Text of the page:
kids encyclopedia robot

Myoporum bateae facts for kids

Kids Encyclopedia Facts
Quick facts for kids
Myoporum bateae
Myoporum bateae.jpg
Scientific classification

Myoporum bateae is a flowering plant in the figwort family Scrophulariaceae and is endemic to the south coast of New South Wales. It is a sweet-smelling glabrous shrub. Although it is sometimes used as an ornamental it is rare in nature, although not endangered at present.


Myoporum bateae is a pyramid-shaped, sweet-smelling shrub to about 5 metres (20 ft) with one to a few straight main stems and slender horizontal branches with a few to many small, wart-like tubercles. The leaves are narrow, 45–150 millimetres (2–6 in) long, thin and soft with toothed edges and dotted with many small oil glands. The foliage is "rather sparse with the leaves elegantly curved downwards from the branchlets". Flowering occurs from September to November when there are clusters of 3 - 10 flowers along the branchlets. The petals are pale purple and although each flower is only about 5.6–6 millimetres (0.2–0.2 in) in diameter, they can be so numerous that the plant "appears to be sprinkled with snow". The fruits are hard and dry (unlike other Myoporum species) and about 2 millimetres (0.08 in) long.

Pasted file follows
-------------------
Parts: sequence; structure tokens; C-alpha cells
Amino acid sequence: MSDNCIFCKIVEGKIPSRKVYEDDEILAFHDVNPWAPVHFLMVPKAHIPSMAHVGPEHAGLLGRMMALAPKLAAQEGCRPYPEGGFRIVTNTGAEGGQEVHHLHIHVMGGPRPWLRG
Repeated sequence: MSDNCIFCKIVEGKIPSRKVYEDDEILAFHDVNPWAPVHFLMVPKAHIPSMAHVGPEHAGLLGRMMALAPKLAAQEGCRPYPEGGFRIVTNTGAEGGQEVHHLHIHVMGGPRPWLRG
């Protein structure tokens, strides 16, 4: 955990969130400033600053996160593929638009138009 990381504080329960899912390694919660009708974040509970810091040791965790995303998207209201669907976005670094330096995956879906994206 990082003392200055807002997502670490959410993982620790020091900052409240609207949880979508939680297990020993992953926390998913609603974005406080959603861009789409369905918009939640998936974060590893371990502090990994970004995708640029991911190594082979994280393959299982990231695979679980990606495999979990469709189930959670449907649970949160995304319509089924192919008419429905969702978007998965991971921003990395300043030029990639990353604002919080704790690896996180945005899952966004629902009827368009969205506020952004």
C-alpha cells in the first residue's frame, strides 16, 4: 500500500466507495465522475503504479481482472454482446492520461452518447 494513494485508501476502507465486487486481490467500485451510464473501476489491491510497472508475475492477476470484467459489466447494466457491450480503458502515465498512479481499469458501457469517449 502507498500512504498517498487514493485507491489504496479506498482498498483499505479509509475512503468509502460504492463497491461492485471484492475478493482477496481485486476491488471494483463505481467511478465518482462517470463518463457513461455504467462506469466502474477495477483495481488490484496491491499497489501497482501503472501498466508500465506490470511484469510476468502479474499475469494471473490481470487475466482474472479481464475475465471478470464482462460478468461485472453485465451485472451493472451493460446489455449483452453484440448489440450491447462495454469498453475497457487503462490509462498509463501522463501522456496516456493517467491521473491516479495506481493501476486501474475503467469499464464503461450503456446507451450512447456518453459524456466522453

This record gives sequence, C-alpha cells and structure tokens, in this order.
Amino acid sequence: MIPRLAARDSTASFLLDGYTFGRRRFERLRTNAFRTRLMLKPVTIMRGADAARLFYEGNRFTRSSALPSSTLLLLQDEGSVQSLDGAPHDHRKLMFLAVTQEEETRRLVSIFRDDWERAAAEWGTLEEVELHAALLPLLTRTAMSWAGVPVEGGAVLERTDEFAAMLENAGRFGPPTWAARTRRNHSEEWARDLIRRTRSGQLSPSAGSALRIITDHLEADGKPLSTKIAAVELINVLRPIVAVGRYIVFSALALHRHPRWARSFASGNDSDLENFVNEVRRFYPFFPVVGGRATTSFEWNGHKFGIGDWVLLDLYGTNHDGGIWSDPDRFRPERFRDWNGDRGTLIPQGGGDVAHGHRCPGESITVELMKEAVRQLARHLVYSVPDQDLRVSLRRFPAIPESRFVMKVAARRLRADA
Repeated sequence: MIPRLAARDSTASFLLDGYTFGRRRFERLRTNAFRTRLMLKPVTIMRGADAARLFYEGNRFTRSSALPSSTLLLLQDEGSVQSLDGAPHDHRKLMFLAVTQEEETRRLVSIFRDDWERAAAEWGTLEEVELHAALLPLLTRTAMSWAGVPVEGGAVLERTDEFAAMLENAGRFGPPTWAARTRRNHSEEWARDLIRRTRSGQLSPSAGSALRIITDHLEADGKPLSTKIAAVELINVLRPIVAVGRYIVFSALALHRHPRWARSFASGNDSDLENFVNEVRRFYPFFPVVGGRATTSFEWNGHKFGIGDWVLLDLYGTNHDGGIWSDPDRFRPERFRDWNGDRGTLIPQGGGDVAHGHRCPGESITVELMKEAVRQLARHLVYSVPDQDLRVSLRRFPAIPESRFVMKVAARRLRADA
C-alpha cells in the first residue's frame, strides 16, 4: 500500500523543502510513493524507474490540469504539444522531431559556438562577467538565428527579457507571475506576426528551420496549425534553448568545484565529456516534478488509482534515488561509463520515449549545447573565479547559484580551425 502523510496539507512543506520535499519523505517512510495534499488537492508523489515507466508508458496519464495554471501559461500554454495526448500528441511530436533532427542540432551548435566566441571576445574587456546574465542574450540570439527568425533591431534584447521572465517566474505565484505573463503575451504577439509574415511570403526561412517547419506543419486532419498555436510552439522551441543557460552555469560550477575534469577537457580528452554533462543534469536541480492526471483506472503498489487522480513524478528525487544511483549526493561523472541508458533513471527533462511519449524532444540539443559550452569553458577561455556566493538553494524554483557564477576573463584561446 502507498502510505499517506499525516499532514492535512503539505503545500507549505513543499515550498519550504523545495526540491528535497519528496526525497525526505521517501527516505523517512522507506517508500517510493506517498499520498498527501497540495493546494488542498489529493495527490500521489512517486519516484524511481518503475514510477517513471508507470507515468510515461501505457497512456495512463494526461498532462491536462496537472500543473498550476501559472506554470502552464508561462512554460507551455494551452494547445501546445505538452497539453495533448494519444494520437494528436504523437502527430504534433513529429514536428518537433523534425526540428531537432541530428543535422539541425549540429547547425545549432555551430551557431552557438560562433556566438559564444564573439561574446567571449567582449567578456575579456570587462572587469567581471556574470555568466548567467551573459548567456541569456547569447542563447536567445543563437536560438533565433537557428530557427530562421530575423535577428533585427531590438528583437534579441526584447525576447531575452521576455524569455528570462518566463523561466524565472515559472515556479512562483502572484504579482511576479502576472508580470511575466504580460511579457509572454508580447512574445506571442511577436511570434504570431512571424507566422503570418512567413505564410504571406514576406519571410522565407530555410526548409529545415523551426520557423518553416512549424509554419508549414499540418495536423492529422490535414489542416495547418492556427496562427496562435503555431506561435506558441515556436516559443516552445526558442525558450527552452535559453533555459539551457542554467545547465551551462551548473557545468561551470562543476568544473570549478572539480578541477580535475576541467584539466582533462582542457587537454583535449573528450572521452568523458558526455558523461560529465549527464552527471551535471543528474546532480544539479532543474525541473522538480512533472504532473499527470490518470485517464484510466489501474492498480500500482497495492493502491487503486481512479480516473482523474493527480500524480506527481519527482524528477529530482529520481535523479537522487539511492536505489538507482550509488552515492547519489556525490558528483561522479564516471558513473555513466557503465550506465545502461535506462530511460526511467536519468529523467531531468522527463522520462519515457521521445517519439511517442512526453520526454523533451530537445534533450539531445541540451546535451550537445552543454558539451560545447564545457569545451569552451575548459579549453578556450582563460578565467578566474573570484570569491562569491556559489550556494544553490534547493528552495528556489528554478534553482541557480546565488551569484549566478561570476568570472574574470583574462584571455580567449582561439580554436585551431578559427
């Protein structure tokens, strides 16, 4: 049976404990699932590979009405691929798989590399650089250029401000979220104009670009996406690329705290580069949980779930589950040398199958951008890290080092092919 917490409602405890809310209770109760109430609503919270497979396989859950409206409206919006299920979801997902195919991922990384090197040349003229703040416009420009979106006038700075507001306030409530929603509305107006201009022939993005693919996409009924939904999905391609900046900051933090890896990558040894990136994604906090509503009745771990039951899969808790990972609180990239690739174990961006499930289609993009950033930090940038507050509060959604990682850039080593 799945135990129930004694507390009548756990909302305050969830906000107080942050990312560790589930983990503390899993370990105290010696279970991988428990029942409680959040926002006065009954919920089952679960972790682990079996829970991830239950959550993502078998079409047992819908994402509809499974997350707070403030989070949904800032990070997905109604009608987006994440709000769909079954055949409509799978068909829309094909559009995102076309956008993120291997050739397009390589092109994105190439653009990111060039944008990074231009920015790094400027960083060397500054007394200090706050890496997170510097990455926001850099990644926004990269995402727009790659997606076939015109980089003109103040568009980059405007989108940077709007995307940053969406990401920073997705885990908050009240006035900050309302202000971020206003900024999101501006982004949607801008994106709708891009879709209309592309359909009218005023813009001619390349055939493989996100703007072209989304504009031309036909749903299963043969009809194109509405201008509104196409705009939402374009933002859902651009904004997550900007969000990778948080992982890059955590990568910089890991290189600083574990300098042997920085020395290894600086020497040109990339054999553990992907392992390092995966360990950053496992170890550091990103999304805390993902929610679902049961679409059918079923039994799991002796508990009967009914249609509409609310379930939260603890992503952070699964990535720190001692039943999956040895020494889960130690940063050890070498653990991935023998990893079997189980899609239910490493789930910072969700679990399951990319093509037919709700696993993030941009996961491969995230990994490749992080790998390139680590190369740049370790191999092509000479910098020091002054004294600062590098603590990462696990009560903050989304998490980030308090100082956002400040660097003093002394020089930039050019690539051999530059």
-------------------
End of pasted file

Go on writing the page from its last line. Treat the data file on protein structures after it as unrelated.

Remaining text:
Taxonomy and naming

Myoporum bateae was first formally described in 1881 by Ferdinand von Mueller in Proceedings of the Linnean Society of New South Wales from specimens collected "on rivulets near Mount Dromedary by Miss Mary Bate". Within a few years of describing it, he relegated M. bateae to a synonym of M. floribundum. It is only relatively recently that it was recognised as a separate species again. The two species are closely related but M. bateae can be distinguished by the presence of teeth on the leaf edges (M. floribundum lacks them), the slight pink-purple colour of the leaves (M. floribundum flowers are pure white). M. floribundum leaves are also threadlike and tend to hang vertically.

Distribution and habitat

The species is sporadically distributed on the south coast of New South Wales from the Nepean River to Mount Gulaga. It is mostly found in tall Eucalyptus forest in steep mountain gullies on clay.

Propagation and cultivation

Myoporum bateae can be grown from cuttings which strike within two months. Plants grow best in a cool, moist, semi-shaded position on a rich loam or clay. It is moderately frost resistant and can be pruned to shape.

kids search engine
Myoporum bateae Facts for Kids. Kiddle Encyclopedia.